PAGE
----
Franklin County Recorder of Deeds Sharon Birkman said a company allegedly has taken electronic copies of the county’s deed records, possibly to sell to a third party.
“Our deeds are very valuable,” Birkman told The Missourian Thursday. “So they scrape and they sell them to different companies.”
All that is known at this point is that the deeds were taken, Birkman said. It has not been proven that the deeds were sold, but Birkman asked why else would a company take them.
She suspects that 87,000 deeds were harvested from Franklin County. Her office has millions of deeds on file going back to the 1800s. The deeds that were taken are from the years of 2011-2013, she said, adding that she found out about it in March of 2013.
The company that allegedly took the deeds may have its own company that sells the documents, Birkman noted.
Her software company, Fidlar Technologies, filed a lawsuit in U.S. District Court in Illinois against LPS Real Estate Data Solutions for allegedly harvesting data from recorder of deeds offices in counties in Missouri and across the United States, she said.
“We have an agreement that says you will not sell the information that they (LPS) did sign,” said Birkman, who is a witness in the lawsuit.
Birkman said she believes LPS sold deed records, such as warranty deeds, deeds of trust, deeds of release and easements.
“So if you scrape thousands of records and sell them to another company you’re making a lot of money because they’re very valuable documents,” Birkman said.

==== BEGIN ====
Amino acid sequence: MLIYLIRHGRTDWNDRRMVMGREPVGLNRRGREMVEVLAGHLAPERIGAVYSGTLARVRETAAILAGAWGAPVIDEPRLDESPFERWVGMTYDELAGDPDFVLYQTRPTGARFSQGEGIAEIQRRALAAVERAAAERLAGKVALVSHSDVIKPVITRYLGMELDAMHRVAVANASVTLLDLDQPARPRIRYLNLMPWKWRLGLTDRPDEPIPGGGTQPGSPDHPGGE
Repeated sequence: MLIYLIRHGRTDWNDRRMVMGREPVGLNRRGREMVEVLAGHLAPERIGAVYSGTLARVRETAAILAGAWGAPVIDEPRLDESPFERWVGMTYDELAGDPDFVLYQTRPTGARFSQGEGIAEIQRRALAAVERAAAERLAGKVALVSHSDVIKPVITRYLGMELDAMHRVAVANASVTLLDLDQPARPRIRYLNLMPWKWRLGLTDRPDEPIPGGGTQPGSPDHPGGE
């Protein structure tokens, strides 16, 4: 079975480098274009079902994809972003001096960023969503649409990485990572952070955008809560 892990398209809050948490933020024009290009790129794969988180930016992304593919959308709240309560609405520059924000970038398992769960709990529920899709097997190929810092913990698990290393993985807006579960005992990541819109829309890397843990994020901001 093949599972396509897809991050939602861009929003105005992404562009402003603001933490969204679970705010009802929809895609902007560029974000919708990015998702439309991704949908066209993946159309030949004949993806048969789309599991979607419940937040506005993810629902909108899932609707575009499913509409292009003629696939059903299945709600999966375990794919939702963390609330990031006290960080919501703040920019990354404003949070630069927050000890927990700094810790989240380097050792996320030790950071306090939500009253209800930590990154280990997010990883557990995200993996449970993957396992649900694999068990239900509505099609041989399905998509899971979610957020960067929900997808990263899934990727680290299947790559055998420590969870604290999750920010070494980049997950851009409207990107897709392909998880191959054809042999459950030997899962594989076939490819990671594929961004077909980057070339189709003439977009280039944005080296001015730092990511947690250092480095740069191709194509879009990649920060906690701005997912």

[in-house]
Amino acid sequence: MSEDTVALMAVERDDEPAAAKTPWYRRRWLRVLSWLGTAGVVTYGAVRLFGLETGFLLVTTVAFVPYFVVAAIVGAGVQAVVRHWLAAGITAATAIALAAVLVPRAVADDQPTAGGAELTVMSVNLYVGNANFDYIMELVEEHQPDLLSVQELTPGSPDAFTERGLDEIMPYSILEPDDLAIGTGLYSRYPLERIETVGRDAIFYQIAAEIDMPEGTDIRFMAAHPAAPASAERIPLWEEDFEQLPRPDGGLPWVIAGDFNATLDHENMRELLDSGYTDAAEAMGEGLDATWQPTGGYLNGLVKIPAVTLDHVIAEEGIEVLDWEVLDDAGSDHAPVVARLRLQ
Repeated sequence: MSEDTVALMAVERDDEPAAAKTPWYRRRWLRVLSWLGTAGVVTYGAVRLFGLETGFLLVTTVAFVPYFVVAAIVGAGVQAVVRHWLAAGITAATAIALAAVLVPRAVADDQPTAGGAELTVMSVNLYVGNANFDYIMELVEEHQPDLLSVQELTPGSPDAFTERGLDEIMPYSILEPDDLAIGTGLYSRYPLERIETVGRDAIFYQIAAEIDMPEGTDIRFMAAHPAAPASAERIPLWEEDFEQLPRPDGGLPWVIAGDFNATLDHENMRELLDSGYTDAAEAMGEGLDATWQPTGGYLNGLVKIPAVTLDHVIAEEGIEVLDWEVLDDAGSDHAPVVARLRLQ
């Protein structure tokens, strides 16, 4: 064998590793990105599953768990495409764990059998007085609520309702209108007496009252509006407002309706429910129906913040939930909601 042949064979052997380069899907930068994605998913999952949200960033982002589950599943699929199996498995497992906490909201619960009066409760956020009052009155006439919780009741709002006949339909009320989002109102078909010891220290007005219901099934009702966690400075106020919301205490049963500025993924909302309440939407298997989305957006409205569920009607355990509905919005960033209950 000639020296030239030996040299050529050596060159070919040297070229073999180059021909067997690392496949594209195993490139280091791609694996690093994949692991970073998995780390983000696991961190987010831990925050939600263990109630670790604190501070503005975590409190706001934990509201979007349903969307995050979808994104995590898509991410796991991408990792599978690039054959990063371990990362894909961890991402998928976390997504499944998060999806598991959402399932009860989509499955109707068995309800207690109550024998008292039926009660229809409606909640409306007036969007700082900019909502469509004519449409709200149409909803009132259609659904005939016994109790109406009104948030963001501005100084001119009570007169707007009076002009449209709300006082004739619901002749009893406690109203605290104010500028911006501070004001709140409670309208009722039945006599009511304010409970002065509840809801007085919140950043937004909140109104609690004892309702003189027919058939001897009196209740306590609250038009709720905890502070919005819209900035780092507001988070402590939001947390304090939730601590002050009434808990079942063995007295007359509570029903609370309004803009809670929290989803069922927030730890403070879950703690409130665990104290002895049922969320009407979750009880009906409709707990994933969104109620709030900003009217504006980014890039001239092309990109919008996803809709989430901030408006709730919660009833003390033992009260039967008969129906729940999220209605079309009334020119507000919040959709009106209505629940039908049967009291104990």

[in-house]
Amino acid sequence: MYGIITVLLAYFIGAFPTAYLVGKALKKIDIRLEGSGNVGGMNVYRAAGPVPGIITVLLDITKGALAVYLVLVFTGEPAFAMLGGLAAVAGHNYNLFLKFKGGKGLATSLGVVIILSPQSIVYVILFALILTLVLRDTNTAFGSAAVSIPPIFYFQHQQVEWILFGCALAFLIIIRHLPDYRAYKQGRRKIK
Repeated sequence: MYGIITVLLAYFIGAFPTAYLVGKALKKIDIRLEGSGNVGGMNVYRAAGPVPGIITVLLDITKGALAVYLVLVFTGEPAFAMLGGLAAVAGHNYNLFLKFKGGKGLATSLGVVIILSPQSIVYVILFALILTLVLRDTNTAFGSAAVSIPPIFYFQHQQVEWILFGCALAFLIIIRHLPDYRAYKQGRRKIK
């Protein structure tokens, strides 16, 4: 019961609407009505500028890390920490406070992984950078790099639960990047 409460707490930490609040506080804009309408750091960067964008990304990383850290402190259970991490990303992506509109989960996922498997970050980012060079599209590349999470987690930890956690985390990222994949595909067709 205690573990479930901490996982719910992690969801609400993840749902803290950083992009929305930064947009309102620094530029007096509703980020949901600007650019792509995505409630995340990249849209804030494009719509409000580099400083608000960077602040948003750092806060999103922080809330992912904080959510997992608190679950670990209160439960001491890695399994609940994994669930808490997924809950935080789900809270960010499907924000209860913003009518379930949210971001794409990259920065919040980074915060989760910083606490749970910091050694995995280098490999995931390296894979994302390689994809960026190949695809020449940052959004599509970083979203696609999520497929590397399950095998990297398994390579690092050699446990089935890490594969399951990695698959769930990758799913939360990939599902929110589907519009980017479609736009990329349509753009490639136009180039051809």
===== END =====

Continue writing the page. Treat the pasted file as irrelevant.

Birkman noted that the software company discovered that the deeds were being harvested.
The records might be sold to companies that sell the documents over the Internet, Birkman said. Those companies charge more than what the county would charge, she said.
For instance, Birkman said a person may pay a company $50 for a copy of a deed and the company just gets it from the county for $2.
She said she is also aware of companies that will send letters to people telling them that they need a copy of their deed of trust or warranty deed. The company may then charge about $80 for the document.
Birkman said people can go to the county recorder of deeds office and obtain a copy of the same document for about $2.
She said her office has various charges to search the database of deeds her office maintains.
For instance, an individual could do an online search for $5.95 while a title company may pay $400 for monthly access. About 12 companies, including the one accused of taking the records, have paid for the monthly access, Birkman said.
The companies are supposed to use the deeds for their personal business, not sell the information.
Fortunately, sensitive information, such as Social Security numbers, and financial records are not at risk, according to Birkman.
“We redact every Social Security number that’s on a deed, black it out,” Birkman said.
This is the first time she recalls deeds being taken from her office in this manner since her tenure, which started in 1995. She praised her software company, Fidlar Technologies, for alerting her.
“Everybody knows one of these days you’re going to get hacked into I guess . . .,” Birkman said. “And you’ve got to have a good software company to throw up the fire walls and keep them out.”
The attorney for LPS could not be reached for comment by press time Friday.